I thought today the perfect day from this post from our HVAC friend, Jason Wall. Not sure what’s going on in your neck of the woods, but we’ve had about a week straight of record heat and humidity here. An improperly functioning air conditioning unit can be a money drain on days like this, so thanks for the tips, Jason!
In the battle that countless homeowners wage against personal debt, we make sacrifices daily to gain ground. But on sweltering summer days or the most frigid winter nights, your heating and air conditioning might feel more like an issue of life and death rather than a concern towards better energy efficiency. Unfortunately, the impact that indoor climate control has on our energy bills is significant, and energy inefficiency is not an option for frugal folk. So, how badly can an HVAC system affect your energy bill?
In over two decades of experience servicing businesses and residential clients through Griffith Heating and Air, I’ve found that the answer is usually “very much.” Depending on the state of your system, the damage to your budget can be tremendous. There are three important aspects to your system that you can control to improve your energy efficiency, and most of these can be improved without the help of professional service technicians.
How do you use your system?
Depending on your habits, you can save a great deal of money every month by adjusting how you use your air conditioner. Rather than relying on it for all of your climate control needs, try only turning it on when absolutely necessary by adjusting your windows , shades, and doors. Permitting more sunlight in by opening shades can generate several degrees of warmth indoors naturally. Meanwhile, opening windows during early morning or late evening times can allow coolness from outside to permeate throughout your home.
It’s best to only use your system when necessary, but when you do, make sure you’re smart about conserving the conditioned air your home produces. Sealing every outside window and door tightly is essential if you don’t want to waste precious conditioned air. Consider having an energy audit conducted, or do it yourself, if you haven’t had one in a while and suspect large energy bills might be due to air leaks and poor insulation. If the house remains vacated throughout any considerable points of time in the day, never leave your system on. Your system actually runs more efficiently at full blast than when it has to constantly fluctuate to accommodate a steady temperature.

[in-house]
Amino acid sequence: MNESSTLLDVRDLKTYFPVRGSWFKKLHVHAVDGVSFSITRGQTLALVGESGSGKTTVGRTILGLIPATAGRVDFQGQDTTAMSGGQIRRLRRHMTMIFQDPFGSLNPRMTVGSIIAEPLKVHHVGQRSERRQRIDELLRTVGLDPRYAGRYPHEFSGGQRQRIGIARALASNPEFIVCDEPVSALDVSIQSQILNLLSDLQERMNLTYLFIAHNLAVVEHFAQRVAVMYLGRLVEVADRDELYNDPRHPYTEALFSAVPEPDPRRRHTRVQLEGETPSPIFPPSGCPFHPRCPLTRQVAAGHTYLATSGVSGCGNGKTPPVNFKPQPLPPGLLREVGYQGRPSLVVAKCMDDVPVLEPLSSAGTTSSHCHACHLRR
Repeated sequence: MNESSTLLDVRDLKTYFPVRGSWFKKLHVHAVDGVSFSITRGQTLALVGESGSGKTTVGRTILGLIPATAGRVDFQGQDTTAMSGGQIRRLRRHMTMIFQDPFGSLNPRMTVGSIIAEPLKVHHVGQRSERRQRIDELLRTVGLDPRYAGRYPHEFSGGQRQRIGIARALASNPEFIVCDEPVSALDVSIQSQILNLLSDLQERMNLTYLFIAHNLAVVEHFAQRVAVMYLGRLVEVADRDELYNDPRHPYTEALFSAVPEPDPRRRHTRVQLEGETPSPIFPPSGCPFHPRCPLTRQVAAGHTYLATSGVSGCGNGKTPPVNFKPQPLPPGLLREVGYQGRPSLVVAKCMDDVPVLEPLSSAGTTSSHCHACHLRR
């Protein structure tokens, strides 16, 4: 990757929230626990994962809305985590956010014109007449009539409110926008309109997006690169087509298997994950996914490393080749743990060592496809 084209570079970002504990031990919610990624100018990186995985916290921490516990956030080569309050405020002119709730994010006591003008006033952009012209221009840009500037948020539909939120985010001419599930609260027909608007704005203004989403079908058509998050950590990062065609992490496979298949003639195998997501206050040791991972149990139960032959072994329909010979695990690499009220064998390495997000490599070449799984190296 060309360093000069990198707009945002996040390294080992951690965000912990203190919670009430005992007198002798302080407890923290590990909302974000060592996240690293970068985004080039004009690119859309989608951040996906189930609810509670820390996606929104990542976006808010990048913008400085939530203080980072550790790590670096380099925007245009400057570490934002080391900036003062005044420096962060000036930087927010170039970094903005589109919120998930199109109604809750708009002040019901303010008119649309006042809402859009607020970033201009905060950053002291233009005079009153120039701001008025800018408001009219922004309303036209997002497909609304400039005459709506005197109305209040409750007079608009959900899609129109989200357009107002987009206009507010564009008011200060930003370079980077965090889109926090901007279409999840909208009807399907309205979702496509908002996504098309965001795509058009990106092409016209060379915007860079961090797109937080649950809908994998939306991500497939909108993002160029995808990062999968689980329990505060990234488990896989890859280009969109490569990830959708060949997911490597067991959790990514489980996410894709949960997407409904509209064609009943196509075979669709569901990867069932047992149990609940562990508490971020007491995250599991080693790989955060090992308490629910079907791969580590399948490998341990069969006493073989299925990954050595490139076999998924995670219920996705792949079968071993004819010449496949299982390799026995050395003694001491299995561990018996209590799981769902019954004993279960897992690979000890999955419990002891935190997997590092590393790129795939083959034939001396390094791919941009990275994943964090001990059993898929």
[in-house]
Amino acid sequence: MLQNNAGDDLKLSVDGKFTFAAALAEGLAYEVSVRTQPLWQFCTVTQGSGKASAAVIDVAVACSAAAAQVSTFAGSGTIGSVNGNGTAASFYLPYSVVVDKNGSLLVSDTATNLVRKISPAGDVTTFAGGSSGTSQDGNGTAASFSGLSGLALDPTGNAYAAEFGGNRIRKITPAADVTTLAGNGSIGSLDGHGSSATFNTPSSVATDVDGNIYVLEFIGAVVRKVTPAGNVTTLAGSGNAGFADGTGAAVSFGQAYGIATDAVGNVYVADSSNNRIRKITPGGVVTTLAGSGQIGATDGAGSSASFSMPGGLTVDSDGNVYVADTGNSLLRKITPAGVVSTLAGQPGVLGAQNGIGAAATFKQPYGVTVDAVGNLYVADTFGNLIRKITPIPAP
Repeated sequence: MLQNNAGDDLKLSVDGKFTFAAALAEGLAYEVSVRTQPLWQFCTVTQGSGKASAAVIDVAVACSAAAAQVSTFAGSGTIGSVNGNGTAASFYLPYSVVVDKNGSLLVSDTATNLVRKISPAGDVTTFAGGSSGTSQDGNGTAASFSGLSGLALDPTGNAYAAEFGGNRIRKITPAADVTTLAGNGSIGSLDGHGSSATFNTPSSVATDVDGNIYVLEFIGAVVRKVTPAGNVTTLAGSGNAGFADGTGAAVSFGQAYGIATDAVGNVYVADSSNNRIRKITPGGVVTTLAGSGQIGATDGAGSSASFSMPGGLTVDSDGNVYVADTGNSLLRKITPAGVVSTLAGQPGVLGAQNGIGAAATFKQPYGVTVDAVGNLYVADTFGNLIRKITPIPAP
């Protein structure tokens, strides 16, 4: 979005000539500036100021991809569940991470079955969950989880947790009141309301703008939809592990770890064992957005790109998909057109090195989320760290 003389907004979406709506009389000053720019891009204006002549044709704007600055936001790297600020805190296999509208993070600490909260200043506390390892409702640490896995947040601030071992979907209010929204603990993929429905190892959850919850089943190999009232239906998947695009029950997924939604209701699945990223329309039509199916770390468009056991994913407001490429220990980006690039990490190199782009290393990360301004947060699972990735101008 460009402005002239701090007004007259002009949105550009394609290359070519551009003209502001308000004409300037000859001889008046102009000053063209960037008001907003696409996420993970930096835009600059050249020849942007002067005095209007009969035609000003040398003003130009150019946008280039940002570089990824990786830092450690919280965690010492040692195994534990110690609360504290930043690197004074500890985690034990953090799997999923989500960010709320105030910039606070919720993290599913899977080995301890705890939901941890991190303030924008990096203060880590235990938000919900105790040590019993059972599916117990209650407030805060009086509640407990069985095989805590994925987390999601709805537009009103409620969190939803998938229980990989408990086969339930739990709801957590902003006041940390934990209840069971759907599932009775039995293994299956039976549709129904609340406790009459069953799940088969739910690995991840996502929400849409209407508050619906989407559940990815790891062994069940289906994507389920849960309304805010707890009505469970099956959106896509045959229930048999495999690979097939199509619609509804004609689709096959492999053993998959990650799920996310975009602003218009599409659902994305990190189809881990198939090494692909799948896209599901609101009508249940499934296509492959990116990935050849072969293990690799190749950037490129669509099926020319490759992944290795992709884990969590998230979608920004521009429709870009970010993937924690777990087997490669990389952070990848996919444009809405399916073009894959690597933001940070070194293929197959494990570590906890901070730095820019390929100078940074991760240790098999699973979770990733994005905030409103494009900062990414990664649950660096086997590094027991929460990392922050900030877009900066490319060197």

How much TLC do you give to HVAC?
There are a few incredibly simple maintenance procedures that anyone with access to a retail home supply store can accomplish. The easiest and most routine of these repairs is replacing and cleaning air filters. Over time, dust accumulates throughout your system. While mostly harmless in your ducts, excessive dust on your filters can cause your system to push harder to allow airflow. By changing these every one to three months (depending on the levels of dust in your environment and the needs of any individuals of your home), you’ll see immediate improvements in your energy costs. Replaceable filters are inexpensive and usually come in handy bulk packages. To clean the permanent variety, simply remove the filter, vacuum, rinse with warm water, and allow to air dry before returning it.
A slightly more ambitious way to clean your system to improve your home’s efficiency is to clean the coils in the indoor and outdoor units. Cleaning these coils can result in enormous improvements to your energy efficiency, though this maintenance procedure doesn’t have to be conducted as nearly as frequently as filters. A household cleaner for the specific purpose of cleaning these coils can be purchased in aerosol cans at just about any home supply store.
How old is your system?
With improved quality technology and services, older systems are becoming increasingly impractical in achieving optimal energy usage. And this is considering mint condition antiquated gear; nearly every aspect of an HVAC system degrades and eventually requires replacement. For example, the differences that an older air conditioner makes can account up to 40% of energy waste.
If either your heat pump or air conditioner exceeds ten years of use, it may be time to start considering new equipment. Fortunately for pragmatists, the cost-benefit approach to investing in new equipment strongly favors homeowners against debt, since improved efficiency and initiatives like the 25C tax credit allows a new system to practically pay for itself after a few years of use. It can also be worthwhile to check to see if your air conditioner is appropriately sized for your property – especially if there have been additions to your residence within the last decade.
I’ve always been a strong advocate that air conditioning is never a convenience that needs to be sacrificed on behalf of a budget. With these tips in mind, it can be easy to make indoor climate control on your side in your family’s battle against debt.
By Jason Wall, a guest writer with over 23 years of professional HVAC service with Griffith Heating and Air.